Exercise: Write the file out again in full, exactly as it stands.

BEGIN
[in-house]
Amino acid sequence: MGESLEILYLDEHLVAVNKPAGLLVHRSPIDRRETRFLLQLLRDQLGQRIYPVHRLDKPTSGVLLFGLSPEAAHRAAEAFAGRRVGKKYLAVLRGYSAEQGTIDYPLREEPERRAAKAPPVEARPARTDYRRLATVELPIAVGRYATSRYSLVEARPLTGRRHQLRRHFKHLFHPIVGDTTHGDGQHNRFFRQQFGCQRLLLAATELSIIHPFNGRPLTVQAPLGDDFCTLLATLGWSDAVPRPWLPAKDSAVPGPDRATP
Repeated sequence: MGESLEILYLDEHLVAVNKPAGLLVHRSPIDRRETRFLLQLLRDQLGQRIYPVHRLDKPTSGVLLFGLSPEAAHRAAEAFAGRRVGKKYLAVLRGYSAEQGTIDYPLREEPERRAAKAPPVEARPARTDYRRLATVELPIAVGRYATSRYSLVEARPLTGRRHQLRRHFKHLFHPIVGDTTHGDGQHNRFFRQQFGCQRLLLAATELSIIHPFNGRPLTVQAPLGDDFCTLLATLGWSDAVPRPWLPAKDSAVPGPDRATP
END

[in-house]
Amino acid sequence: MGESLEILYLDEHLVAVNKPAGLLVHRSPIDRRETRFLLQLLRDQLGQRIYPVHRLDKPTSGVLLFGLSPEAAHRAAEAFAGRRVGKKYLAVLRGYSAEQGTIDYPLREEPERRAAKAPPVEARPARTDYRRLATVELPIAVGRYATSRYSLVEARPLTGRRHQLRRHFKHLFHPIVGDTTHGDGQHNRFFRQQFGCQRLLLAATELSIIHPFNGRPLTVQAPLGDDFCTLLATLGWSDAVPRPWLPAKDSAVPGPDRATP
Repeated sequence: MGESLEILYLDEHLVAVNKPAGLLVHRSPIDRRETRFLLQLLRDQLGQRIYPVHRLDKPTSGVLLFGLSPEAAHRAAEAFAGRRVGKKYLAVLRGYSAEQGTIDYPLREEPERRAAKAPPVEARPARTDYRRLATVELPIAVGRYATSRYSLVEARPLTGRRHQLRRHFKHLFHPIVGDTTHGDGQHNRFFRQQFGCQRLLLAATELSIIHPFNGRPLTVQAPLGDDFCTLLATLGWSDAVPRPWLPAKDSAVPGPDRATP